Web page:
Erectile Dysfunction as Warning Sign
Impotence isn't a deadly disease, but it can signal other deadly health problems.
Running Low on Testosterone
In addition to healthy blood circulation, the male sex hormone testosterone is important for erections and for sex drive. Men with erectile dysfunction may have low testosterone levels.
"Most of us think that one of the measurements one must do when you have a patient with newly diagnosed [erectile dysfunction] is look at testosterone levels," says Glenn Cunningham, MD, spokesman for the Endocrine Society and a professor at Baylor College of Medicine in Houston.
Many things can cause testosterone levels to be low, such as problems with the pituitary gland, which regulates the production of the sex hormone; thyroid abnormalities; liver problems; and abnormalities within the testes themselves. So if you're unable to get an adequate erection, it's possible that something is causing trouble with your body's testosterone production.
Most commonly, however, low testosterone is a result of aging. "[Male sex hormone] deficiency occurs with greater frequency in older-aged men," Cunningham says, but doctors don't know exactly why. "There are theories, but it's not well understood at this point."
If low testosterone is the only cause of a man's erectile dysfunction, it can be treated with testosterone replacement therapy.
As with all bodily functions, erections depend on signals from the brain that say when to start and when to stop. The inability to get an erection can sometimes result from a problem with the nerves carrying signals from the brain to the penis.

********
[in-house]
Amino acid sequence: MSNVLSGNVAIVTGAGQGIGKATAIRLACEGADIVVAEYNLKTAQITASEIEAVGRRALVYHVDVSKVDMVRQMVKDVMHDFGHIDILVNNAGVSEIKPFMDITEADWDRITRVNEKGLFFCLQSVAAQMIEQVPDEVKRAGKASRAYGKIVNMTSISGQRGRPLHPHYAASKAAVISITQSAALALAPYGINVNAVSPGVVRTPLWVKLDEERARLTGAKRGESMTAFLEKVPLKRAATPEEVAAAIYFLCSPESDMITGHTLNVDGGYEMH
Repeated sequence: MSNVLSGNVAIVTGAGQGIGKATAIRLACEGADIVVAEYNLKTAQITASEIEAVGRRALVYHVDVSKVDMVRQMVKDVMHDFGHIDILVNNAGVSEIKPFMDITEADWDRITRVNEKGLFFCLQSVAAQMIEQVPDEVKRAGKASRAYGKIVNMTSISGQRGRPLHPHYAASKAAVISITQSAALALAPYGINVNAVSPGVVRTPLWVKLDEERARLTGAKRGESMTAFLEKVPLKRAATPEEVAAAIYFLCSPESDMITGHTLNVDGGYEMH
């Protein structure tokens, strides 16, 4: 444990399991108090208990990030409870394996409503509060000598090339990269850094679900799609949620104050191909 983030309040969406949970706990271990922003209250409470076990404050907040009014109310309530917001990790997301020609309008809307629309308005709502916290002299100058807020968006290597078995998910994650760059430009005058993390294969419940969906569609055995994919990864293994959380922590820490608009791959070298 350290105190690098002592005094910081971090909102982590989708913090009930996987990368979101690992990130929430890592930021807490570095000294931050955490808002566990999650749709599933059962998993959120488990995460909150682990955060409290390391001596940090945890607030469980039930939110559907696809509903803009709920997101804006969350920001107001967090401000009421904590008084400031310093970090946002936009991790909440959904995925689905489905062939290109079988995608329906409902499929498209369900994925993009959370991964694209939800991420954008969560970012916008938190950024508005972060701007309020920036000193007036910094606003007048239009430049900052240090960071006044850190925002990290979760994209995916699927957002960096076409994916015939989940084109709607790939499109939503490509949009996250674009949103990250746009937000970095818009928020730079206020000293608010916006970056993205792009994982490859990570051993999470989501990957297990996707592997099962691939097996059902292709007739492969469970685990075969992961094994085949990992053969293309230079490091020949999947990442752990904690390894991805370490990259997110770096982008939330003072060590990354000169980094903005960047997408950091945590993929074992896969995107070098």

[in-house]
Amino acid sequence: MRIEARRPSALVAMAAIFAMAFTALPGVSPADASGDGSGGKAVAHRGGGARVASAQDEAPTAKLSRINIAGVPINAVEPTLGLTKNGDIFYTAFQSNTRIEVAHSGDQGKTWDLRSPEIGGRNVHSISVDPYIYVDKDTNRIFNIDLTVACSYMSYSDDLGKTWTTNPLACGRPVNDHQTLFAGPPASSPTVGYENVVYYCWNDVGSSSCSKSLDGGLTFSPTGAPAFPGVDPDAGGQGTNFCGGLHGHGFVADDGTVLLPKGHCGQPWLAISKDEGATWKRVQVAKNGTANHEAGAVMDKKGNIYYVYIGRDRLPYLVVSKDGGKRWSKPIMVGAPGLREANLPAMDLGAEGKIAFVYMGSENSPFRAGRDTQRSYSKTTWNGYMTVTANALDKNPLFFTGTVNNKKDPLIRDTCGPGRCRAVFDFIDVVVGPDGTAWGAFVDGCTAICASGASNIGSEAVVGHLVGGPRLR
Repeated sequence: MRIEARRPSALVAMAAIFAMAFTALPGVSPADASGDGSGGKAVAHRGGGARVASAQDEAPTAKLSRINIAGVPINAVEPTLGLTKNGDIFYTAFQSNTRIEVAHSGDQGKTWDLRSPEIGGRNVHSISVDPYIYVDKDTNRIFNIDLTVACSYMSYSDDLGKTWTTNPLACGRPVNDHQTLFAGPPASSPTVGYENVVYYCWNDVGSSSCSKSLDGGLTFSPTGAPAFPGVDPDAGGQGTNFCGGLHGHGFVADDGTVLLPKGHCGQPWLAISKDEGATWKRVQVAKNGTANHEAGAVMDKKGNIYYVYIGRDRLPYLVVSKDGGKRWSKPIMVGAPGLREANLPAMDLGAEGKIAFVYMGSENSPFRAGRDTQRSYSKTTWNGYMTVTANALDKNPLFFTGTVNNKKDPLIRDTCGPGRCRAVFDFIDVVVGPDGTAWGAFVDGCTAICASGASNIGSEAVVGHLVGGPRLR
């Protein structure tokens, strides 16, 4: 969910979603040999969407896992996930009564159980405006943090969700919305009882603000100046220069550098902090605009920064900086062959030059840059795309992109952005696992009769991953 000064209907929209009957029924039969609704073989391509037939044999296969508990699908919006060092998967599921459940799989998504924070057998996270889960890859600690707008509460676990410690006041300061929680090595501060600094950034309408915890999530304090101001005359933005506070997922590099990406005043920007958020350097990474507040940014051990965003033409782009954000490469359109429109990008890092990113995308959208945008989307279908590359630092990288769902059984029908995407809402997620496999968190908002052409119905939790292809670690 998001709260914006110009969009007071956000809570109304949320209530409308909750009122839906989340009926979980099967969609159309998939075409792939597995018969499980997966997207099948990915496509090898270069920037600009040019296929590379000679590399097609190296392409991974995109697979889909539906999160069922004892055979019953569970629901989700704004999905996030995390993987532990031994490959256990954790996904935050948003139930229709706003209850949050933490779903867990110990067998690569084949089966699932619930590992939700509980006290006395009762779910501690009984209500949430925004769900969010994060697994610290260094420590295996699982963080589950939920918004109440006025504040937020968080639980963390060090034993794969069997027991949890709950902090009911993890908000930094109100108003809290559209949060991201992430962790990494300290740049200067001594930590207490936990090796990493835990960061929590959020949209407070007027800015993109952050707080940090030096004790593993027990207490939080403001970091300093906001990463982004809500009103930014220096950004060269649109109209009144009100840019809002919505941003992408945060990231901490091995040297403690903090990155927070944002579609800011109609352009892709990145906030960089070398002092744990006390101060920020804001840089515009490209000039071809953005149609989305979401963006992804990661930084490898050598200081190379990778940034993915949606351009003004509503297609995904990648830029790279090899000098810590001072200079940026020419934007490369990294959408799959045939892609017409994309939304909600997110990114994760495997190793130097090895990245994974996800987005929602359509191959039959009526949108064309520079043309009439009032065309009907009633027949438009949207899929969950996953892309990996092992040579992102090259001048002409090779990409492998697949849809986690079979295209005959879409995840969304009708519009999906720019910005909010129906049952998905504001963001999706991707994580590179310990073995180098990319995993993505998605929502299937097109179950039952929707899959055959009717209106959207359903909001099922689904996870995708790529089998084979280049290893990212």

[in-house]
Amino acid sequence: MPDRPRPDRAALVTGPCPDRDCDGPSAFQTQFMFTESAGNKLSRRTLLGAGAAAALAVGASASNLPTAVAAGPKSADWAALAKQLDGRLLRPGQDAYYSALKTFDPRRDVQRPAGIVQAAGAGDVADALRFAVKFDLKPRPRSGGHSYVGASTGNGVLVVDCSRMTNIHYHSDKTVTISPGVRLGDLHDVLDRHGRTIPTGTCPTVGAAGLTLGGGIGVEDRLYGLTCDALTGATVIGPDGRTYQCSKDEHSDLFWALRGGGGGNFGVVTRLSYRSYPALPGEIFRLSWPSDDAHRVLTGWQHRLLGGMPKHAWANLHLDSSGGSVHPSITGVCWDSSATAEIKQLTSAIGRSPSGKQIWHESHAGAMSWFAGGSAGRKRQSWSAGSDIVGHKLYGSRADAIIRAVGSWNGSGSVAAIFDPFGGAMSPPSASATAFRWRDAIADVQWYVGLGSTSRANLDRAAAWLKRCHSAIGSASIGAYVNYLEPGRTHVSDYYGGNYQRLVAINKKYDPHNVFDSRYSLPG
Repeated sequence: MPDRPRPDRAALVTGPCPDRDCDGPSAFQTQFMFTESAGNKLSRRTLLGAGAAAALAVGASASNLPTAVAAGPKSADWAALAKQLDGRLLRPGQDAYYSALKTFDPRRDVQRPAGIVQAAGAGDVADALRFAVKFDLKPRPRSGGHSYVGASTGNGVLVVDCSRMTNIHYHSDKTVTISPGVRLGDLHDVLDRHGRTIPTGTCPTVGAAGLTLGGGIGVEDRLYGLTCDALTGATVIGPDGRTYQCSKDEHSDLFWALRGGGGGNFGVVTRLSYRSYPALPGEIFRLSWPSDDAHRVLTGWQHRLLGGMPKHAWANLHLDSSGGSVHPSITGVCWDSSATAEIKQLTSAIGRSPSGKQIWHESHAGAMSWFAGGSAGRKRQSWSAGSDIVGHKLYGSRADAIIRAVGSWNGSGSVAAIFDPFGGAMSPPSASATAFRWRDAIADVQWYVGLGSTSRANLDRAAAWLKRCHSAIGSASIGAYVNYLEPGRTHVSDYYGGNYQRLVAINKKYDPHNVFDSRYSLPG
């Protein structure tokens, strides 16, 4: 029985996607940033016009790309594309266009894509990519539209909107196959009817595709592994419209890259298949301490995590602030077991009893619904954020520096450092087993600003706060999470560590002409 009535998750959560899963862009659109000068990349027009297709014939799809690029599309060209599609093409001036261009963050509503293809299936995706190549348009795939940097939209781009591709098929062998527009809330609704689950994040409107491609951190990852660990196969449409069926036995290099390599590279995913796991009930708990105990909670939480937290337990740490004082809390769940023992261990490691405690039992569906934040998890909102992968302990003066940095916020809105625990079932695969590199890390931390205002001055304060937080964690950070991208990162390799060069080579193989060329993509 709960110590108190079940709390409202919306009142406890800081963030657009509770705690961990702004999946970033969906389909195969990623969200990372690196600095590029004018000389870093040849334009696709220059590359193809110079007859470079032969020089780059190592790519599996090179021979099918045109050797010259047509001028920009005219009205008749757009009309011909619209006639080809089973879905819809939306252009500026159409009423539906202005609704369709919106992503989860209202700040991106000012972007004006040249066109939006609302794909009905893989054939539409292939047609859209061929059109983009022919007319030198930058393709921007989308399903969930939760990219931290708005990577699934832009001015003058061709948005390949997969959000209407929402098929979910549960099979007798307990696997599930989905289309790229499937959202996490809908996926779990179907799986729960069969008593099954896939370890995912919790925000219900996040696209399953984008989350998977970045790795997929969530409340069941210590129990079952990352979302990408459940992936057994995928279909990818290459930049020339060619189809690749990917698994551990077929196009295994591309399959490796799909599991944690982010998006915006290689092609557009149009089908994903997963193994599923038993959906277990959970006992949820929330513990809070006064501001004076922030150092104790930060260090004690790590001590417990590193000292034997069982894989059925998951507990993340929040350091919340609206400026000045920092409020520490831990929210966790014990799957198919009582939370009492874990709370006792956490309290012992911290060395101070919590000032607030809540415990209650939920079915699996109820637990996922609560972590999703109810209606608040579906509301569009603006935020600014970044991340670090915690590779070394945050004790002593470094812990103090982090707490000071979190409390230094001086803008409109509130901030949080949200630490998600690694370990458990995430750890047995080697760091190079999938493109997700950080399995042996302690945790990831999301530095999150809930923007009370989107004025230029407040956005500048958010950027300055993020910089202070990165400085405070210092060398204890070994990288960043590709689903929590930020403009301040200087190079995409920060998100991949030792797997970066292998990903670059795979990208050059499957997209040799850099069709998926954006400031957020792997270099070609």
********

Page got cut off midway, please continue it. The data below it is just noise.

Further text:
Erectile dysfunction may be a sign of undiagnosed or poorly managed diabetes. People with diabetes who don't keep their blood sugar levels under control can develop nerve damage (neuropathy). Often it's the nerves of the extremities, such as the hands and feet, that are damaged. But the genitals can be affected, too.
According to the National Institute of Diabetes & Digestive & Kidney Diseases, it's estimated that about one-half of all people with diabetes have some kind of neuropathy. It becomes more common in those who are older, overweight, and those with high blood pressure.
Besides diabetes, which is very common in the U.S. today, there are other, somewhat rarer things that affect the nervous system and can in turn cause erectile dysfunction.
"I see a lot of HIV patients that have erectile dysfunction, which is due to neuropathy," Sharlip says. "The virus causes neuropathy, and the antiviral agents that are used for treatment also themselves cause neuropathy."
Multiple sclerosis and spinal cord injuries are diseases of the nervous system that can cause impotence, although impotence is not one of the main symptoms of either disease.
Sometimes men who abuse alcohol and drugs that depress the central nervous system may find themselves unable to achieve erections, too.
About 90% of the time, the cause of erectile dysfunction is physical. But erectile dysfunction can also be caused by psychological problems such as stress or performance anxiety. Men whose erectile dysfunction is mainly a psychological problem are able to get an adequate erection but not when they want to.
The classic test to find out whether the problem is psychological or physical is to measure "nocturnal tumescence." This involves wrapping a strip of paper or tape around the flaccid penis at night. If the strip is broken in the morning, an erection likely occurred during sleep and impotence is most likely a psychological one.
When the problem is psychological, the underlying depression or anxiety is what should be treated.